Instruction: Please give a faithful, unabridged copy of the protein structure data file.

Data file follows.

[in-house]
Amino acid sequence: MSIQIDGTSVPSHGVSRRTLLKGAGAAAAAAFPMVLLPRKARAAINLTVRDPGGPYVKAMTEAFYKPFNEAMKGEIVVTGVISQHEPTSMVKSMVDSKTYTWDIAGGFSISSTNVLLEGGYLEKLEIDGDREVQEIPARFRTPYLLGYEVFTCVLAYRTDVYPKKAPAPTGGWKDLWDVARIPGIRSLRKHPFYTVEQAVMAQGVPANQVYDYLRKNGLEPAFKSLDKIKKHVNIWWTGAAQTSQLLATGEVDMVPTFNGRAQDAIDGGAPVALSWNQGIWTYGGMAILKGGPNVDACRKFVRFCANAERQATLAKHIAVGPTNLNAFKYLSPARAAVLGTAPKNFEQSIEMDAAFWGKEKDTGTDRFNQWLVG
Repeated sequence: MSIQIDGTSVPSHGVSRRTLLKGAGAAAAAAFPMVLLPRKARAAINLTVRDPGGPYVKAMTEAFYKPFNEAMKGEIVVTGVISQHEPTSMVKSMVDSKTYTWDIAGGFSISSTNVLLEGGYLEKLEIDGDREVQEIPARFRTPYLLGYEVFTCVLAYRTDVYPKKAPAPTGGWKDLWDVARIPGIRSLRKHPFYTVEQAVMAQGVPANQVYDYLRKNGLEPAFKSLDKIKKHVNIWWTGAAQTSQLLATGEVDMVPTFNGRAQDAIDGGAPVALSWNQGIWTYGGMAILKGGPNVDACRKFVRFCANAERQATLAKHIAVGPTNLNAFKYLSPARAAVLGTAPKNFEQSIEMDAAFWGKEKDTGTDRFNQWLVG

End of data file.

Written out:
[in-house]
Amino acid sequence: MSIQIDGTSVPSHGVSRRTLLKGAGAAAAAAFPMVLLPRKARAAINLTVRDPGGPYVKAMTEAFYKPFNEAMKGEIVVTGVISQHEPTSMVKSMVDSKTYTWDIAGGFSISSTNVLLEGGYLEKLEIDGDREVQEIPARFRTPYLLGYEVFTCVLAYRTDVYPKKAPAPTGGWKDLWDVARIPGIRSLRKHPFYTVEQAVMAQGVPANQVYDYLRKNGLEPAFKSLDKIKKHVNIWWTGAAQTSQLLATGEVDMVPTFNGRAQDAIDGGAPVALSWNQGIWTYGGMAILKGGPNVDACRKFVRFCANAERQATLAKHIAVGPTNLNAFKYLSPARAAVLGTAPKNFEQSIEMDAAFWGKEKDTGTDRFNQWLVG
Repeated sequence: MSIQIDGTSVPSHGVSRRTLLKGAGAAAAAAFPMVLLPRKARAAINLTVRDPGGPYVKAMTEAFYKPFNEAMKGEIVVTGVISQHEPTSMVKSMVDSKTYTWDIAGGFSISSTNVLLEGGYLEKLEIDGDREVQEIPARFRTPYLLGYEVFTCVLAYRTDVYPKKAPAPTGGWKDLWDVARIPGIRSLRKHPFYTVEQAVMAQGVPANQVYDYLRKNGLEPAFKSLDKIKKHVNIWWTGAAQTSQLLATGEVDMVPTFNGRAQDAIDGGAPVALSWNQGIWTYGGMAILKGGPNVDACRKFVRFCANAERQATLAKHIAVGPTNLNAFKYLSPARAAVLGTAPKNFEQSIEMDAAFWGKEKDTGTDRFNQWLVG